Boss Refuses To Book A Hotel For Employee’s Business Trips, Regrets It When He Sees The Traveling Costs
Good evening, ladies and gentlemen, this is your captain speaking. Welcome aboard ‘Malicious Compliance.’ Today, we’re heading into the land of willingly following orders that you know are leading to some pretty unfortunate consequences, with a very real chance of sighs and chuckles along the way. So buckle up!
Our protagonist is Reddit user Djskaw. They needed to attend three work events in New York City in just eight days, so naturally, they asked their boss for a hotel room. However, instead of booking his worker accommodation, he made them fly for each meeting.
Now, you might be thinking, “Hey, at least they got to visit the city that never sleeps!” But let’s be real, during such a hectic back-and-forth, I’m guessing the only thing they wanted to do was sleep.
However, it’s not all bad news. Djskaw was able to put together quite an impressive expense list, which ultimately convinced their superior to change his strategy for the future.
This employee had to go from Seattle to New York City to attend three work events spread over eight days
Image credits: Tiger Lily (not the atcual photo)
But instead of booking them a hotel, their boss made them fly for each individual meeting
Image credits: Mariya Oliynyk (not the atcual photo)
Image credits: djskaw
Airlines (and hotels) rely heavily on people like Djskaw.
While business trips currently account for roughly 13.6% of total US air travel, they make up to 75% of airlines’ profits. It makes sense; instead of saving money, more and more companies are looking to provide their employees with maximum comfort and convenience. Doing so makes them look better, and these decisions are often made due to competition.
The average business trip costs Americans $949 in travel fees and ME&I travel (meetings, events, and incentives) amounts to $139.3 billion or 42% of the whole industry.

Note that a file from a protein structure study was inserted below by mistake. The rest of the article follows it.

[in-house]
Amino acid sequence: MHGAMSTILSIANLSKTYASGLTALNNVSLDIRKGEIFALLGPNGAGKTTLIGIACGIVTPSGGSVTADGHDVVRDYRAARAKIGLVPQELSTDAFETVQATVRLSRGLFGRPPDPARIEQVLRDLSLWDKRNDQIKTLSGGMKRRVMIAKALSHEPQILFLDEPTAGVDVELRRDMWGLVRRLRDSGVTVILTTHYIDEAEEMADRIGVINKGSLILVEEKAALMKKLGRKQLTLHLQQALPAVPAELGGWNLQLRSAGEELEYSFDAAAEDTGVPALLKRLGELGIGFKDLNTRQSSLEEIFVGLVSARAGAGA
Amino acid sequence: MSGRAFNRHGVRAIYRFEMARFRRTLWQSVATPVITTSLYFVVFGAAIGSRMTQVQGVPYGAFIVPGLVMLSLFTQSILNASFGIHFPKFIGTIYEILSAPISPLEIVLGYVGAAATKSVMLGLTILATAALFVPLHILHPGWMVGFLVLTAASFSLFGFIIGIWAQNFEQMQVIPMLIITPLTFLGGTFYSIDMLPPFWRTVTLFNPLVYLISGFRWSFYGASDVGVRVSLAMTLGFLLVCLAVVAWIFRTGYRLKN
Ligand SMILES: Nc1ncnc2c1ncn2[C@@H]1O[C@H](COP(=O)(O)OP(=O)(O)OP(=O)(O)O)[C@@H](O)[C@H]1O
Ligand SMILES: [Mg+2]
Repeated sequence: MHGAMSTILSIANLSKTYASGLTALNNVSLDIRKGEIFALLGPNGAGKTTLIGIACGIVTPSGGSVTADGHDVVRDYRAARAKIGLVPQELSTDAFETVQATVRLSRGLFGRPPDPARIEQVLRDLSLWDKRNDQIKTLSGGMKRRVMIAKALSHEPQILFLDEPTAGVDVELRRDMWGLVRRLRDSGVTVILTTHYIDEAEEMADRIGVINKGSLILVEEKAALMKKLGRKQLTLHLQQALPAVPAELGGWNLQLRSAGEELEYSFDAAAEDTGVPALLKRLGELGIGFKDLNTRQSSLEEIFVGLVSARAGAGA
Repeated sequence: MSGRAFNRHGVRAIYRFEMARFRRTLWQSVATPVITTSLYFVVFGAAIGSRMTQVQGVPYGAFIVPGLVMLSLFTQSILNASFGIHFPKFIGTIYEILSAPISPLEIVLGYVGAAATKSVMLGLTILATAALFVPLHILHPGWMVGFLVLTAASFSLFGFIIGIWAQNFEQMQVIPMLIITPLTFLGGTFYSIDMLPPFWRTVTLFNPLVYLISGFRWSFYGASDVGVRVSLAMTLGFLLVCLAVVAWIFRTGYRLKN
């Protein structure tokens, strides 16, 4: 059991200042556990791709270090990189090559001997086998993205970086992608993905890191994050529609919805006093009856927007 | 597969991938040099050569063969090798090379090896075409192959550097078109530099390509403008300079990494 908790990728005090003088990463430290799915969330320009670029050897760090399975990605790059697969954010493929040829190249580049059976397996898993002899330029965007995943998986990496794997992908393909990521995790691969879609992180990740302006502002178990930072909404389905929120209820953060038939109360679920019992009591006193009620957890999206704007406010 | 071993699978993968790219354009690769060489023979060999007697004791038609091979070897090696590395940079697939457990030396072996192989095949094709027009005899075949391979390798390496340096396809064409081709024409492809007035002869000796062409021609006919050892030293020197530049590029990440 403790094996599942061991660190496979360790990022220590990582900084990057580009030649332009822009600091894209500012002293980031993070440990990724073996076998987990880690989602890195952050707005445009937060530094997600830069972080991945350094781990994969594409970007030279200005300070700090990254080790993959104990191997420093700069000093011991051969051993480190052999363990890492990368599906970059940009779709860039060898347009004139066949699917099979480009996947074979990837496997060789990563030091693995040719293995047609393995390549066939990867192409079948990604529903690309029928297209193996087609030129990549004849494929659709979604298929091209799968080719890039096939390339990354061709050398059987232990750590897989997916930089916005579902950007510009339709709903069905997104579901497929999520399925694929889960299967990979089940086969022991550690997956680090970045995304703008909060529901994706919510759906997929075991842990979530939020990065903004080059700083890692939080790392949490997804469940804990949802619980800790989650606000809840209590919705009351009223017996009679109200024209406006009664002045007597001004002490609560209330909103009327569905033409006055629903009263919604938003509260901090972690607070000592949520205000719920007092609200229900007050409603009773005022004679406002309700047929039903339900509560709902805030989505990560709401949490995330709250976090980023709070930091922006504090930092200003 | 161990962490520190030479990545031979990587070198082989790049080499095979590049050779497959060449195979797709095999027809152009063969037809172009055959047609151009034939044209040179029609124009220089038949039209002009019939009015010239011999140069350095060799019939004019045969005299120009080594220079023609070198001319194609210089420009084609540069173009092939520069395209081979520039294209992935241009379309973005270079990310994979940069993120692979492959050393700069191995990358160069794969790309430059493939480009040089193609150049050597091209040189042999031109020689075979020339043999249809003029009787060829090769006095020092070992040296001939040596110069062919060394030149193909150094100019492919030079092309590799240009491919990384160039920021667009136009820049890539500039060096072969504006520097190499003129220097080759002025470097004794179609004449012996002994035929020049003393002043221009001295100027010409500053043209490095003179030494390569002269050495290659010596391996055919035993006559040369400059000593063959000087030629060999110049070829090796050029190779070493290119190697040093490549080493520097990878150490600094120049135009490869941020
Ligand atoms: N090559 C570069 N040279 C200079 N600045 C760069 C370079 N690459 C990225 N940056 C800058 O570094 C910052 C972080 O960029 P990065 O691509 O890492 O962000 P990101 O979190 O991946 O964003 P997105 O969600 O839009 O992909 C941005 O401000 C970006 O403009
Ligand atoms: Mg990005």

In 2016 alone, business travel contributed $547 billion to the American economy. That’s around 3% of the country’s total GDP, a number which stayed rather stable until 2020 when the pandemic crushed the sector.
(In reality, these high numbers might never return, as experts predict roughly a third less business travel post-covid.)
Statistically speaking, Djskaw’s boss’s decision to not book them a hotel made sense. It just didn’t fit this particular situation.
You might be surprised to learn that airfare isn’t the most expensive part of business travel, making up around a quarter (17-27%) of a typical company’s travel budget. The priciest part is lodging, which sums up to around a third (34%). Hotels make a lot of money from busy business travelers and their employers who sponsor everything, as up to four-in-ten of their guests are staying there for work.
However, if airlines are to avoid repeats of recent service problems, they’ll need to have a lot more backup in place.
“You can’t run an airline like it’s 2019, and the reason is because the system is just stressed to the max,” United CEO Scott Kirby told CNN. “There’s strains everywhere, whether it’s in security or FAA staffing or systems. Across the board there are strains in the system, aircraft manufacturers delivering, having enough pilots and all of those stresses and strains means that the system is tighter.”
“And when something happens, the straws are much more likely to break the camel’s back. And you’ve seen it over and over again,” he added. “It just doesn’t take much to break the back of the system.”
So maybe it’s a good thing that Djskaw’s superior is now willing to splash some extra bucks on his worker’s hotel.